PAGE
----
Ruga v. U.S. Attorney General, No. 13-14377 (11th Cir. 2014)

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Justia Opinion Summary

Petitioner, a native and citizen of Albania, sought review of the BIA's decision affirming the IJ's finding that she was subject to removal and ineligible for relief from deportation because she knowingly filed a frivolous application for asylum. The court denied the petition for review where petitioner received notice consistent with the Immigration and Naturalization Act's, 8 U.S.C. 1158(d)(6) and (d)(4), requirement that she be notified of the consequences of filing a frivolous asylum application at the time of its filing.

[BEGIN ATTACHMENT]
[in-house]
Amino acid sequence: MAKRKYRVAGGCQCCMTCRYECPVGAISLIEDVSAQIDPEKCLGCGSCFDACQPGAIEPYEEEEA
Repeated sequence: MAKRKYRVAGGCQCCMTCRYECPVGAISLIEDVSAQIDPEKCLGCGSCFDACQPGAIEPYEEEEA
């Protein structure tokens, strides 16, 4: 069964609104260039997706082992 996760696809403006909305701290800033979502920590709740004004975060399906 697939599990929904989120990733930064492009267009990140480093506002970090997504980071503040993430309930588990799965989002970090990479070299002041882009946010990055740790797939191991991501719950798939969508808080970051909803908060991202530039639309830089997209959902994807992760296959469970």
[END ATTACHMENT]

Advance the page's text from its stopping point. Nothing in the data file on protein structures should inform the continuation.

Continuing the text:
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Case: 13-14377 Date Filed: 07/02/2014 Page: 1 of 10 [PUBLISH] IN THE UNITED STATES COURT OF APPEALS FOR THE ELEVENTH CIRCUIT ________________________ No. 13-14377 Non-Argument Calendar ________________________ Agency No. A095-969-131 ENTELA RUGA, a.k.a. Entela Dollaku, a.k.a. Entela Miranda, Petitioner, versus U.S. ATTORNEY GENERAL, Respondent. ________________________ Petition for Review of a Decision of the Board of Immigration Appeals ________________________ (July 2, 2014) Before HULL, MARCUS, and MARTIN, Circuit Judges. MARTIN, Circuit Judge: Case: 13-14377 Date Filed: 07/02/2014 Page: 2 of 10 Entela Ruga, 1 a native and citizen of Albania, petitions this Court for review from a decision of the Board of Immigration Appeals (BIA). The BIA s decision affirmed an Immigration Judge s (IJ) finding that Ms. Ruga was subject to removal and ineligible for relief from deportation under the Immigration and Nationality Act (INA) because she knowingly filed a frivolous application for asylum. In her petition, Ms. Ruga argues that (1) she did not receive notice, in accordance with the statutory requirements, of the grave consequences of filing a frivolous asylum application; and (2) an IJ order granting her motion to reopen had the effect of triggering a new requirement that she be re-notified of the consequences of continuing to pursue a frivolous asylum application. 2 After careful consideration, we deny the petition. 1 Ms. Ruga filed her asylum application under the name Entela Dollaku, but does not dispute that the application in the administrative record is her own. To avoid confusion, this opinion uses Ms. Ruga throughout. 2 Ms. Ruga also claims that the frivolity determination does not preclude her from seeking withholding of removal and that the notice deficiencies violate her constitutional due process rights. But Ms. Ruga did not pursue her application for withholding of removal after withdrawing her asylum application or advance her due process claim before the BIA, so these issues are not properly before us. See INA § 242(d)(1), 8 U.S.C. § 1252(d)(1) (noting that this Court may review a final order of removal only to the extent that the alien exhausted all administrative remedies ); see also Amaya-Artunduaga v. U.S. Attorney Gen., 463 F.3d 1247, 1250 (11th Cir. 2006) (per curiam) ( We lack jurisdiction to consider a claim raised in a petition for review unless the petitioner has exhausted his administrative remedies with respect thereto. ); Sundar v. INS, 328 F.3d 1320, 1325 (11th Cir. 2003) (finding that even due process challenges must be exhausted where the claim is within the purview of the BIA which can provide a remedy ). 2 Case: 13-14377 Date Filed: 07/02/2014 Page: 3 of 10 I. Ms. Ruga was admitted to the United States in April 2001 on a tourist visa. In 2004, she filed for asylum. The asylum application contained a number of assertions of persecution and abuse in Albania, which Ms. Ruga admits are false. At the end of the standard I-589 asylum application form Ms. Ruga signed, it contained the following warning in bold typeface: WARNING: Applicants who are in the United States illegally are subject to removal if their asylum or withholding claims are not granted by an Asylum Officer or an Immigration Judge. Any information provided in completing this application may be used as the basis for the institution of, or as evidence in, removal proceedings even if the application is later withdrawn. Applicants determined to have knowingly made a frivolous application for asylum will be permanently ineligible for any benefits under the Immigration and Nationality Act. See 208(d)(6) of the Act and 8 CFR § 208.20. Ms. Ruga signed her name below the warning. After she submitted the application, she met with an asylum officer for an interview. At the start of the interview, Ms. Ruga signed an oath which reiterated the warning on the I-589 application form: I also understand that if I filed my asylum application on or after April 1, 1997, I shall be permanently ineligible for any benefits under the Immigration and Nationality Act if I knowingly filed an application for asylum in which any of the material elements were deliberately fabricated. 3 Case: 13-14377 Date Filed: 07/02/2014 Page: 4 of 10 Again, Ms. Ruga signed underneath this warning. During the interview with the asylum officer, Ms. Ruga stood by many of the false representations contained in her application. The asylum officer reviewing Ms. Ruga s application referred it to an IJ because he did not think the application should be granted. Ms. Ruga was served with a notice to appear charging her as removable in 2004, and in 2007 she was served with notice of additional charges of removability, including the charge that she was not entitled to any relief under the INA because she knowingly filed a frivolous asylum application. The IJ, proceeding with Ms. Ruga in absentia because she did not attend the scheduled hearing, initially found her removable and ineligible for relief from removal because she filed a frivolous asylum application. The IJ, however, vacated this determination after Ms. Ruga filed a motion to reopen her removal proceedings six months later. Ms. Ruga, however, fared no better the second time. The IJ again concluded that Ms. Ruga was ineligible for relief under the INA because she knowingly filed and pursued a frivolous asylum application, over her objections to the notice she received about the consequences of filing a frivolous application. The BIA affirmed the IJ s decision on appeal. Ms. Ruga asks us to reverse the BIA s determination that the notice she received about frivolous applications conformed to the statutory requirements. 4 Case: 13-14377 Date Filed: 07/02/2014 Page: 5 of 10 II. It is important first to clarify the issues before us in this appeal and the nature of our review. The only questions we are considering are (1) whether the written warnings provided to Ms. Ruga satisfied the requirement that she be notified of the consequences of filing a frivolous application; and (2) what, if any, effect the granting of her motion to reopen had on the adequacy of the notice she was provided before her motion was granted. Ms. Ruga does not challenge in this appeal the BIA s determination that she knowingly filed a frivolous application. Neither does she argue that she did not see or that she failed to understand the written notice included on her I-589 form or provided to her during her interview with the asylum officer. Because she has not raised these issues in her brief on appeal, she has abandoned them and they have no bearing on our decision. See Sepulveda v. U.S. Attorney Gen., 401 F.3d 1226, 1228 n.2 (11th Cir. 2005) (per curiam) ( When an appellant fails to offer argument on an issue, that issue is abandoned. ); Timson v. Sampson, 518 F.3d 870, 874 (11th Cir. 2008) (per curiam) ( While we read briefs filed by pro se litigants liberally, issues not briefed on appeal by a pro se litigant are deemed abandoned. (citations omitted)). We review de novo the BIA s finding, based on statutory interpretation, that Ms. Ruga received notice consistent with the statutory requirements. See BarretoClaro v. U.S. Attorney Gen., 275 F.3d 1334, 1338 (11th Cir. 2001). When 5 Case: 13-14377 Date Filed: 07/02/2014 Page: 6 of 10 conducting our review, we look in this case to both the BIA decision and the IJ decision, because the BIA explicitly agreed with the IJ s findings about the adequacy of the notice Ms. Ruga received. Xiu Ying Wu v. U.S. Attorney Gen., 712 F.3d 486, 492 (11th Cir. 2013). III. Under the INA, an alien who has knowingly made a frivolous application for asylum and . . . received the notice under paragraph (4)(A) . . . shall be permanently ineligible for any benefits under this chapter, effective as of the date of a final determination on such application. INA § 208(d)(6), 8 U.S.C. § 1158(d)(6). Paragraph (4)(A) provides that, [a]t the time of filing an application for asylum, the Attorney General shall . . . advise the alien . . . of the consequences, under paragraph (6), of knowingly filing a frivolous application for asylum. 3 Id. § 208(d)(4), 8 U.S.C. § 1158(d)(4). [A]n asylum application is frivolous if any of its material elements is deliberately fabricated. 8 C.F.R. § 1208.20. 3 The statute also requires that the Attorney General advise the alien of the privilege of being represented by counsel. INA § 208(d)(4)(A), 8 U.S.C. § 1158(d)(4)(A). It bears mention that neither the warning on the I-589 application form nor the oath Ms. Ruga signed before the asylum officer advised her of her right to representation. But Ms. Ruga s brief explicitly limits her arguments on appeal to challenge the adequacy of the notice she received about the consequences of filing a frivolous application. As a result, our opinion today is limited to analyzing the adequacy of the notice about the consequences, see Sepulveda, 401 F.3d at 1228 n.2, and has nothing at all to say about whether Ms. Ruga received notice satisfying every requirement set forth in INA § 208(d)(4)(A), 8 U.S.C. § 1158(d)(4)(A). 6 Case: 13-14377 Date Filed: 07/02/2014 Page: 7 of 10 A. Ms. Ruga first argues that the notice she received did not comply with the requirements set forth in paragraph (4)(A) because the notice was not provided to her by an IJ during the course of her removal proceedings. Although the question Ms. Ruga raises is a novel one in our Circuit, three other Circuit Courts have considered the adequacy of the same written notices Ms. Ruga received. See Pavlov v. Holder, 697 F.3d 616, 618 (7th Cir. 2012); Cheema v. Holder, 693 F.3d 1045, 1049 50 (9th Cir. 2012); Ribas v. Mukasey, 545 F.3d 922, 928 30 (10th Cir. 2008). We are persuaded by the reasoning from these opinions, each of which concludes that written warnings meet the INA notice requirement and that there is no need for that notice to be provided by an IJ. Pavlov is especially useful to us in addressing Ms. Ruga s arguments. Mr. Pavlov argued, as does Ms. Ruga, that only a warning provided by the IJ during the removal proceedings would meet the notice requirement. Pavlov, 697 F.3d at 618. The Seventh Circuit noted that the Department of Homeland Security provided Mr. Pavlov notice of the consequences twice: once in the original application form, and a second time before the interview with an asylum officer. Id. The warning Mr. Pavlov received is the same as the warning that was printed on the I-589 form Ms. Ruga completed. See id. The Seventh Circuit concluded that [t]his language complies with the statute and, because it was delivered by the 7 Case: 13-14377 Date Filed: 07/02/2014 Page: 8 of 10 Attorney General s surrogate, supports disqualification under § 1158(d)(6). Id. Citing and following the Ninth and Tenth Circuits, the Seventh Circuit concluded that delivery of this warning in the application itself, or at the time of the interview, suffices: At least two other courts of appeals have concluded that delivery of this warning in the application itself, or at the time of the interview, suffices. Ribas v. Mukasey, 545 F.3d 922 (10th Cir. 2008); Cheema v. Holder, 693 F.3d 1045 (9th Cir. 2012). This court said the same thing in Siddique v. Mukasey, 547 F.3d 814 (7th Cir. 2008). If it was not a holding then, it becomes a holding now. Pavlov, 697 F.3d at 618; see also Ribas, 545 F.3d at 930 (holding that the written notice provided on the asylum form is sufficient to meet the statutory requirement that an applicant be notified of the consequences of filing a frivolous application ); Cheema, 693 F.3d at 1049 ( We join the Tenth Circuit in concluding that the written warning on the asylum application adequately notifies the applicant of . . . the consequences of knowingly filing a frivolous application for asylum . . . . ). 4 We find the reasoning of our colleagues on the Seventh, Ninth, and Tenth Circuits to be persuasive. The notice provision makes no mention of the way in 4 The holding in Cheema is somewhat in tension with an earlier Ninth Circuit opinion on which Ms. Ruga relies. In Chen v. Mukasey, 527 F.3d 935 (9th Cir. 2008), the Ninth Circuit suggested that notice of consequences of knowingly filing a frivolous application . . . must be issued to a petitioner by an IJ. Id. at 940. But in Cheema, the Ninth Circuit clearly rejected the suggestion that an IJ must provide the warning required by INA § 208(d)(4)(A), 8 U.S.C. § 1158(d)(4)(A), and described the statement in Chen suggesting otherwise as mere dictum. Cheema, 693 F.3d at 1049 n.3. 8 Case: 13-14377 Date Filed: 07/02/2014 Page: 9 of 10 which the notification should be delivered, nor does it require that an IJ deliver the warning. See INA § 208(d)(4)(A), 8 U.S.C. § 1158(d)(4)(A). All the statute requires is that the Attorney General deliver a warning, the substance of which lets the applicant know that if she knowingly files a frivolous application she will be forever ineligible for any relief under the INA. Id. Here, the warning included in the I-589 application specifically advised Ms. Ruga that [a]pplicants determined to have knowingly made a frivolous application for asylum will be permanently ineligible for any benefits under the Immigration and Nationality Act. We agree with the Seventh, Ninth, and Tenth Circuits that this written warning is itself enough to meet the statutory requirements. We therefore reject Ms. Ruga s argument that the notice she was afforded was inadequate under the statute because it was not provided to her verbally or by an IJ. B. Next, Ms. Ruga argues that the granting of her motion to reopen, which vacated the IJ s earlier frivolity finding, effectively vacated the earlier notice she received and thus triggered a requirement that she be re-notified. 5 5 The government argues that we should not consider this argument because it was not advanced before the BIA. However, Ms. Ruga advanced the general argument that she did not receive notice consistent with the statutory requirements, even if she did not couch it in these terms. This is enough to satisfy the exhaustion requirements. See Montano Cisneros v. U.S. Attorney 9 Case: 13-14377 Date Filed: 07/02/2014 Page: 10 of 10 Ms. Ruga s position finds no support in the statute. Notice must be provided [a]t the time of filing an application for asylum. INA § 208(d)(4), 8 U.S.C. § 1158(d)(4). Reopening the adjudication of Ms. Ruga s asylum application did not have the effect of re-filing her application as well. All it did was allow her to continue pursuing an application she had previously filed. This being the case, the warnings she was given at the time she filed her application survived the granting of her motion to reopen. There was no need to provide any new warning to her once the motion to reopen was granted, and indeed a warning given at that time long after the application was filed may not even comply with the statute s requirements. See Ribas, 545 F.3d at 930 (considering a verbal warning provided by an IJ and noting that it is questionable whether this warning provided any meaningful notice at all since it was provided after the applicant had already filed the first application ). IV. Because Ms. Ruga received notice consistent with the INA s requirement that she be notified of the consequences of filing a frivolous asylum application at the time of its filing, her petition for review is DENIED. Gen., 514 F.3d 1224, 1228 n.3 (noting that a claim is adequately exhausted as long as the petitioner presents the core issue to the BIA). 10